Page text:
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Working in Paris

Today I got a question from a Secrets of Paris reader (a friend of a friend, in fact) that is similar to many I have received in the past, so I thought I'd share this Q&A with all of you:

Hello Heather,

My name is Jan, and I am moving to Paris in a few months because of my boyfriend's job. We will be living there for 6 months, a year or longer...depending on the job. I have desperately been seeking employment in Paris. I have my masters in TESOL with 4 years of experience. I was wondering if you have any suggestions or help to offer me. I have applied to several jobs, all of them said that while I am qualified, they are unable to give me a job bc I am not a EU citizen and don't have a work visa. I thought the job would give you the visa but I guess not?  At this point, I would do any type of job, just something to make a little extra money while living there. Since we are not married, his company will not do anything....and I'm not even sure if they would be able to get me a work visa if we were married. Any information you could provide me with with me so very helpful.

Thank you so much for your time,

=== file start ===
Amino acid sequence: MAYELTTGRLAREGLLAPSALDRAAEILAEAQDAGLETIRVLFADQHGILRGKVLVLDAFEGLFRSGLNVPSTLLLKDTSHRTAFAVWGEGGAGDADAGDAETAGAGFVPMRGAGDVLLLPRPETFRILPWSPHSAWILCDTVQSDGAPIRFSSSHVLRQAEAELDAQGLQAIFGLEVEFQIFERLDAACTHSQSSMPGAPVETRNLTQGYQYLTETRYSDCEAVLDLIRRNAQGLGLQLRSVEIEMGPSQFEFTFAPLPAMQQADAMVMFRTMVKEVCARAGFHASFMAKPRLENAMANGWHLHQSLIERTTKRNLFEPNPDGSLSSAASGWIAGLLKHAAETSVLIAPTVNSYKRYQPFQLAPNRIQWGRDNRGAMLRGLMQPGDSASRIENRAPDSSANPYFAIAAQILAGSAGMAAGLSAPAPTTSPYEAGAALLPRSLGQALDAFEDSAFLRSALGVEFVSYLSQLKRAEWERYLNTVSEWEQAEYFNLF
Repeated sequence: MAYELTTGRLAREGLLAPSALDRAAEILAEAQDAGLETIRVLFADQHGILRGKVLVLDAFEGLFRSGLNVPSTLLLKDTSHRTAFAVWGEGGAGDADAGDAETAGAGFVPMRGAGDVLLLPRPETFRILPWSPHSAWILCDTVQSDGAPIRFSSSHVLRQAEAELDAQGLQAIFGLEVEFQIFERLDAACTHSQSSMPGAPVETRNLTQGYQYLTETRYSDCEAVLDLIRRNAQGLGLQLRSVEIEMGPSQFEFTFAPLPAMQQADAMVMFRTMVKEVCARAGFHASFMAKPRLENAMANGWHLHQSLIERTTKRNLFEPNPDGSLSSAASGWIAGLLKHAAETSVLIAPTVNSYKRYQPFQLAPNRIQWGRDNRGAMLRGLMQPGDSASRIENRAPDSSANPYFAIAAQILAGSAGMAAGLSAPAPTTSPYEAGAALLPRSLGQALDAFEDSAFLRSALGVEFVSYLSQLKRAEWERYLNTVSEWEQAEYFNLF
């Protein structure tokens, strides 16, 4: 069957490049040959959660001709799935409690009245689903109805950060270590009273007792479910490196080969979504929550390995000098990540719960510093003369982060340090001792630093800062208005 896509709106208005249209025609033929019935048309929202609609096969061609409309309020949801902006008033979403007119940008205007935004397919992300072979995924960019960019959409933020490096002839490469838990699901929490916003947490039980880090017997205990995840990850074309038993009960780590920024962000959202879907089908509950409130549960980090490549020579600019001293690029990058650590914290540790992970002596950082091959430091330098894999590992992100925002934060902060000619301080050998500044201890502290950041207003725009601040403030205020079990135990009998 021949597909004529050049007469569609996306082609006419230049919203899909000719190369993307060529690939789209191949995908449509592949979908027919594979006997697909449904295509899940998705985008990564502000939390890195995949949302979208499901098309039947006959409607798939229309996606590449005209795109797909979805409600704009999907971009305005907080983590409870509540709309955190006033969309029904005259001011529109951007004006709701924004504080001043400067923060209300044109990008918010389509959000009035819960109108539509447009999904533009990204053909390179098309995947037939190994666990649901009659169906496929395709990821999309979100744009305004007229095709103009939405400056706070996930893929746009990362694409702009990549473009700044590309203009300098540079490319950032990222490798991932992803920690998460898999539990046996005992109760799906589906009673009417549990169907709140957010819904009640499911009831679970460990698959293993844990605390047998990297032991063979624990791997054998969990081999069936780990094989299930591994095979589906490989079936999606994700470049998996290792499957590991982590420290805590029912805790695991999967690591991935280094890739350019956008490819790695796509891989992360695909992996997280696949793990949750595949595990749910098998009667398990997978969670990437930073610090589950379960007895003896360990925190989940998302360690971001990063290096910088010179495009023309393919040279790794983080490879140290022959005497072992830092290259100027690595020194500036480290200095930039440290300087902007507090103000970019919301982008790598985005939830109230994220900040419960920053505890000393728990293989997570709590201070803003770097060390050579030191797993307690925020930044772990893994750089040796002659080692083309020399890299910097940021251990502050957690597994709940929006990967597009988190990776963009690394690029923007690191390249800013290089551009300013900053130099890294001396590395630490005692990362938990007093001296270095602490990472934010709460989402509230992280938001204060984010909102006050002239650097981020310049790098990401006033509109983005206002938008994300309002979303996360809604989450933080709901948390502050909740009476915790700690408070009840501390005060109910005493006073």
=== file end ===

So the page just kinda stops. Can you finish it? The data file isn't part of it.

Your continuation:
Hi Jan,

My advice? Sell your car, raid your piggy bank, or have a few bake sales before you leave the US, then live off that money while in Paris and just try to enjoy being here. Why? Because you are going to make yourself miserable trying to find work.

Even for the French, the job market is very tight. Always has been. There isn't the same kind of job flexibility here like there is in the US. Most people do the same job they've always done, and for which they have a degree that they studied for since their first year in high school. Of course, once you get a job here, it's practically impossible to lose it. So employers take few chances when hiring.

Even if you find work, getting a visa as an non-EU resident is almost impossible because the employer has to prove to the government that no other French nor EU citizen can do the same job (and in the case of Spanish teaching, you're competing with the Spanish). Finally, because you're only in the country for a relatively short time, it makes employers even less interested in submitting the tedious paperwork (a process that could, optimistically speaking, take up to six months to get approved even if you did convince them of your case).

Not that I want to be a big humbug, I just have seen too many people ruin what could be a great experience discovering a new place by trying to wade through one of THE most difficult processes of living here. Why do you think that I own my own company? It was easier than getting a job, and I have a visa, speak fluent French, and have lived here 13 years. ;)

Of course, if you want to risk working under the table part time, there are some jobs such as teaching or tutoring privately or babysitting. If you can find some freelance translation work in the US that lets you work from Paris, then that may be an easier option for you. Some opportunities may fall in your lap, so be open to them, but don't rely on it.